The emotion associated with the Water Element is Fear (or conversely, complete lack of it!). This element is all about risk assessing and then reassuring. In Winter, my fear tends to crank up a few notches, as the weather gets worse with snow and ice in the UK – it is riskier to travel, there is more disruption, more uncertainty, and my Water Element has a bit of a wobble! It might not be about the weather, but notice if fear is creeping in and holding you back, this exercise may help you reign in the fear. Write down the issue you are fearful about. Then divide the page in two, with a line down the centre. On the left, write down everything you can think of that is the “worst case scenario”, what you are afraid will happen, what could go wrong, what is stopping you. Once you have really connected into the fear of that column, and exhausted all the potential options (remember, the Water Element WILL find ALL the possible risks, so to harness the positive side of this power, you need to do the same!), turn to the right hand column. You may find it helpful to switch seats or go into a different room for the right hand column – be in a different energetic space!
For each of the risks or fears you wrote down on the left, write down ONE thing that you COULD do, if indeed the worst thing were to happen. For example, it could be the idea of moving to another city is too scary for you, despite your heart knowing it is what you want to do. So in the left column you might write, “I could move away and then not have enough money to support myself”; then in the right column, one thing you COULD do if that were to happen would be “I could find a flatmate”, or “I could move back home with my folks”, or “I could be creative with coming up with new revenue streams”… whatever feels congruent and true to you – this is not a BS exercise, else your Water Element will not feel reassured enough. It must feel as true as possible.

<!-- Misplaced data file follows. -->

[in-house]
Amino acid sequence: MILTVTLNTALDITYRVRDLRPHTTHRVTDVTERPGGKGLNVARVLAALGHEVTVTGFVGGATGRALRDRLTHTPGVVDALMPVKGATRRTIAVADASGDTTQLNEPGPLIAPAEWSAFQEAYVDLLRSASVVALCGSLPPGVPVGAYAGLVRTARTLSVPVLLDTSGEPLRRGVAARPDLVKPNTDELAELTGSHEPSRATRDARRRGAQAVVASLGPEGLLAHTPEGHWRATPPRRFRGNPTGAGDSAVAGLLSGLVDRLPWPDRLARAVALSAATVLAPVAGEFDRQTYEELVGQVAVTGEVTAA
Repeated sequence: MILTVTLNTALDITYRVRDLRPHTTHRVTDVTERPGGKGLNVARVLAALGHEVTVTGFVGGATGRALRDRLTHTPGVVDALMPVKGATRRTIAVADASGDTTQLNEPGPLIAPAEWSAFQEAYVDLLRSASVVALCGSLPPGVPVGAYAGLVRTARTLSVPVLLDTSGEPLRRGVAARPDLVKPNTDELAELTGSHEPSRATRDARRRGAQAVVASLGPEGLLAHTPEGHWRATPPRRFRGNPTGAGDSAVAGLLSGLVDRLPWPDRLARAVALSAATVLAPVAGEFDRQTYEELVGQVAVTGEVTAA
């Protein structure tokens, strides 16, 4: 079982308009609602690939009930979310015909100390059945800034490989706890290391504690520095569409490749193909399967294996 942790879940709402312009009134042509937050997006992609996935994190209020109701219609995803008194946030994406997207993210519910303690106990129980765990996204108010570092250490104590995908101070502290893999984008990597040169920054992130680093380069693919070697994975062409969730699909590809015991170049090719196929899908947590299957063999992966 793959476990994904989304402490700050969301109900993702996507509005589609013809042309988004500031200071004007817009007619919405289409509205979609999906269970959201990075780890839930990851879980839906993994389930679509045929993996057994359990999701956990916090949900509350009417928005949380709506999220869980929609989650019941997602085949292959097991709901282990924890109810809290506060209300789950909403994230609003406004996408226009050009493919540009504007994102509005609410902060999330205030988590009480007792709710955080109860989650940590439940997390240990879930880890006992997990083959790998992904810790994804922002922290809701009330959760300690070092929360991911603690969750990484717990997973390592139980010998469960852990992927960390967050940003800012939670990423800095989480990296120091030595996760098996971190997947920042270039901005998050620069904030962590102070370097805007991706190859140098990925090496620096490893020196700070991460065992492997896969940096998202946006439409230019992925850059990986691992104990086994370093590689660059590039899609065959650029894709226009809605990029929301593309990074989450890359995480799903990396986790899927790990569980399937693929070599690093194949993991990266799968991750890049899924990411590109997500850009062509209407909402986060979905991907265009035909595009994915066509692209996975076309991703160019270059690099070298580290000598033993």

You should find that by connecting to the Water Elements resourcefulness in coming up with contingency plans, you can prove to yourself (and your Water) that even if the worst thing happened, you WILL be ok. Give it a try, it can be really liberating to write it all down and visually see if the bad thing happened, it really wouldn’t be such a big deal – and this is coming from a Water CF girl, who does the risk assessing thing constantly!!
5. Have Acupuncture!
And of course, having acupuncture will immediately connect us into the Water Element ready for Winter! There are specific points we call “horary points”, which have particular potency during their specific season. Don’t forget each of us has ALL of the Five Elements – Wood, Fire, Earth, Metal & Water – within us, we just tend to have ONE of the Elements that we resonate most with, or is like our default setting… (read more in my FREE ebook to see what Element you might be!)… So although this post is particularly relevant to those Water CFs (constitutional factors or constitutional Elements) amongst us, we can ALL benefit from connecting in with the Water Element in Winter.
© Rhiannon Griffiths 2013
As I mentioned last week, I LOVE Christmas, and for us in the Northern Hemisphere, the festive period occurs in the depths of Winter – the time of most Yin, and it is associated with the Water Element, and it’s organs of the Kidneys and Bladder. As I say in the video below, it is the darkest and coldest time of the year, where we need to eat warming, nourishing foods that will increase our Yang, increase the blood and Qi circulation in our bodies, sustaining us through the season. The easiest way to get more Yang in to our diets is through energetically warming or hot spices as outlined in Chinese Food Energetics.